Jason Taylor —By Zuzana Prochazka
The Boating Dolphin
Published: December 2013
Despite an inauspicious boating start and a turn with sequins and megayachts, this former pro footballer has found his nirvana on the water.
Growing up in Pittsburgh, I wasn't exposed to a lot of boats or the boating lifestyle," says former Miami Dolphins defensive end and linebacker, Jason Taylor. "Then, my first time on a boat was in a fishing tournament on a rough day, and I got seasick." With a start like that, who would've guessed that the six-time Pro Bowler and football superstar with 15 NFL seasons under his belt would become a passionate boater who's owned seven boats in the past 15 years? Not that he started out small. "My first boat was a 57-foot Ferretti named Truly Blessed," says Taylor. "From there, we moved to a 99-foot Hargrave that I named Katina after my wife."
Then Taylor moved out of yachting, opting for smaller boats that he runs himself. He now owns a 43-foot SeaVee named Pocket Nines, which is powered by four outboards, and a 24-foot Pathfinder bay boat. He finds every moment he can to spend time aboard with his wife and three children. "This is our lifestyle, and not something we have had to force," he says. "My wife loves it, too, so it was a natural fit for us from the beginning."
In 2007 Taylor was named Walter Payton NFL Man of the Year and in 2012 he played his final game against the New York Jets, which the Dolphins won. But football hasn't been his only brush with fame. In 2008 he appeared on the sixth season of ABC's "Dancing With The Stars" where he made bold costume choices involving sequins because "I figured, if you're going to do this, you've got to go the whole way." He made it to the finals, and placed runner-up.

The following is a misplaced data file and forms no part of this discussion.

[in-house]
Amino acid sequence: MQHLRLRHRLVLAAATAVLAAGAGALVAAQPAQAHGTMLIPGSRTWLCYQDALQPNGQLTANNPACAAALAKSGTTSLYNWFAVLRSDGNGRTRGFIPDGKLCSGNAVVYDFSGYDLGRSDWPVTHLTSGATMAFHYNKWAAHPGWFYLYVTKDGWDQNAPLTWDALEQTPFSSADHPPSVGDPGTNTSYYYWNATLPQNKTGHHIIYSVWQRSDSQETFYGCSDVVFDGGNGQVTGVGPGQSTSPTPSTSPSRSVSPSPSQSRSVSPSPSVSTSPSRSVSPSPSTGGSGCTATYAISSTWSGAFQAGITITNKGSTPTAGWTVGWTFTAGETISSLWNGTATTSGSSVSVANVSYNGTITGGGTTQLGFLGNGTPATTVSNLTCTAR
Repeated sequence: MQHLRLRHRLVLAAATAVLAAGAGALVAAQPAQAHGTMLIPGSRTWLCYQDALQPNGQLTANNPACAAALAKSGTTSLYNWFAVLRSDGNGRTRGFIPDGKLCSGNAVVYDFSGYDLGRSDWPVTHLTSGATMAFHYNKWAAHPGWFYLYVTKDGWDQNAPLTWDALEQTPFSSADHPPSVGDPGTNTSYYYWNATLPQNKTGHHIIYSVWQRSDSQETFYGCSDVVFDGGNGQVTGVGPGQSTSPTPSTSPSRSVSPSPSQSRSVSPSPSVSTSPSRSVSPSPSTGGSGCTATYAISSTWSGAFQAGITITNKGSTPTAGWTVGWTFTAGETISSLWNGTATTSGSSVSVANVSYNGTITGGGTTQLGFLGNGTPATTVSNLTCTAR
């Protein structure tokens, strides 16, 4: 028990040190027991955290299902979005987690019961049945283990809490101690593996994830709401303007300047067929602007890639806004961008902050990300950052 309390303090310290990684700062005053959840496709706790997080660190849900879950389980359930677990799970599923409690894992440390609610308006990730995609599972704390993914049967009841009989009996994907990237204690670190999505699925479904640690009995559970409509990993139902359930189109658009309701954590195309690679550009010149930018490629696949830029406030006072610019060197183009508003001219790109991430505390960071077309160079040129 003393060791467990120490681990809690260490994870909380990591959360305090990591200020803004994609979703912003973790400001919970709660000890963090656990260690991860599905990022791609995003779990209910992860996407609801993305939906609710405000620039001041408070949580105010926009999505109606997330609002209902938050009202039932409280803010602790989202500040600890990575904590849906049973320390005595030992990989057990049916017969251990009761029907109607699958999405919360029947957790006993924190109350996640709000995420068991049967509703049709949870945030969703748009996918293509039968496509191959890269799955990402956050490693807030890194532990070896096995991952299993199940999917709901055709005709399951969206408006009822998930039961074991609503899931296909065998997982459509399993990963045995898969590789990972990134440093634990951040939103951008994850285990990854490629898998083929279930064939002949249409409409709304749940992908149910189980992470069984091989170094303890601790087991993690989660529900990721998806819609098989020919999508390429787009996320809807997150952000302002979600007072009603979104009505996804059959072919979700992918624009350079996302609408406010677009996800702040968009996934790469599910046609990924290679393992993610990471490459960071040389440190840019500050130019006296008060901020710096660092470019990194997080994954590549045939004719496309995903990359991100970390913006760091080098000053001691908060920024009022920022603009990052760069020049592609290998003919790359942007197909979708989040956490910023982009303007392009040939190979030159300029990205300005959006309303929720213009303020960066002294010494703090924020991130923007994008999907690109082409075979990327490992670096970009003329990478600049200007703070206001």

Recently, Taylor has been an analyst for ESPN and is heavily involved with the Jason Taylor Foundation, dedicated to improving the lives of children in South Florida. "We've auctioned dinner cruises and fishing trips to raise money for other charities as well as our own," he says. "In addition, we recently partnered with Invicta Watch CEO Eyal Lalo on a program called 'Ocean Time – Kids Tackle the Sea' where we essentially take children out of hospital beds and provide them with a day out on the open ocean for cruising and fishing. The experience has been incredible for all involved."
Nobody guided Taylor toward boating, but he is certainly a mentor for his three kids. "My two boys would live on the boat if they could. They'd be fishing all day and sleeping on the bow at night if I let them," he says. "I'm just worried about when they're teenagers and want to take it out for a spin themselves."
Taylor has covered the Atlantic coast from New York to the Caribbean and looks forward to chartering in the Mediterranean, and possibly to building a newer version of the SeaVee. In the meantime he'll continue to savor what he loves best about boating. "Getting away," he says, "the solitude, peace, and quiet — just a way to recharge the batteries. Whether it's a two-week vacation or just me and the boys running out with our fishing rods for a few hours, we try to get out on the water anytime we can." And his best advice for boaters everywhere? "Don't answer your phone."
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